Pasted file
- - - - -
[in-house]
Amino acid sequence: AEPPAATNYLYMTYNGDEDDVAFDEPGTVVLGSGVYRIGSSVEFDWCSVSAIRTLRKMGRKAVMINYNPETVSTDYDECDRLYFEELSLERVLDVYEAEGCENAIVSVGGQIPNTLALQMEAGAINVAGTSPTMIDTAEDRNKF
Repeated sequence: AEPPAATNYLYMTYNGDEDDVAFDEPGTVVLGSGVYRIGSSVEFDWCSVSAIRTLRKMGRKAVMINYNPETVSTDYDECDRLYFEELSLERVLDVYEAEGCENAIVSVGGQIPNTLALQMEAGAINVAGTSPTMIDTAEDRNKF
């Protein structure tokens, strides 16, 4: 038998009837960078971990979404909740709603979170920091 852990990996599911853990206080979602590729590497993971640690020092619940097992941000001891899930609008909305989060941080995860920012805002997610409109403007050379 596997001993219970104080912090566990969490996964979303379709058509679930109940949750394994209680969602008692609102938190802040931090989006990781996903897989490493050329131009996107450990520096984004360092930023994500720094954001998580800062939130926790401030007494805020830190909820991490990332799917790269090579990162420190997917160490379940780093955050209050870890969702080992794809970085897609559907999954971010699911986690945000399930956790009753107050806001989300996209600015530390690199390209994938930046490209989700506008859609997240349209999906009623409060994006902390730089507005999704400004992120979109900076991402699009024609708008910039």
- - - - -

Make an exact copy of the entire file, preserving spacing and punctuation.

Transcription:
[in-house]
Amino acid sequence: AEPPAATNYLYMTYNGDEDDVAFDEPGTVVLGSGVYRIGSSVEFDWCSVSAIRTLRKMGRKAVMINYNPETVSTDYDECDRLYFEELSLERVLDVYEAEGCENAIVSVGGQIPNTLALQMEAGAINVAGTSPTMIDTAEDRNKF
Repeated sequence: AEPPAATNYLYMTYNGDEDDVAFDEPGTVVLGSGVYRIGSSVEFDWCSVSAIRTLRKMGRKAVMINYNPETVSTDYDECDRLYFEELSLERVLDVYEAEGCENAIVSVGGQIPNTLALQMEAGAINVAGTSPTMIDTAEDRNKF
């Protein structure tokens, strides 16, 4: 038998009837960078971990979404909740709603979170920091 852990990996599911853990206080979602590729590497993971640690020092619940097992941000001891899930609008909305989060941080995860920012805002997610409109403007050379 596997001993219970104080912090566990969490996964979303379709058509679930109940949750394994209680969602008692609102938190802040931090989006990781996903897989490493050329131009996107450990520096984004360092930023994500720094954001998580800062939130926790401030007494805020830190909820991490990332799917790269090579990162420190997917160490379940780093955050209050870890969702080992794809970085897609559907999954971010699911986690945000399930956790009753107050806001989300996209600015530390690199390209994938930046490209989700506008859609997240349209999906009623409060994006902390730089507005999704400004992120979109900076991402699009024609708008910039």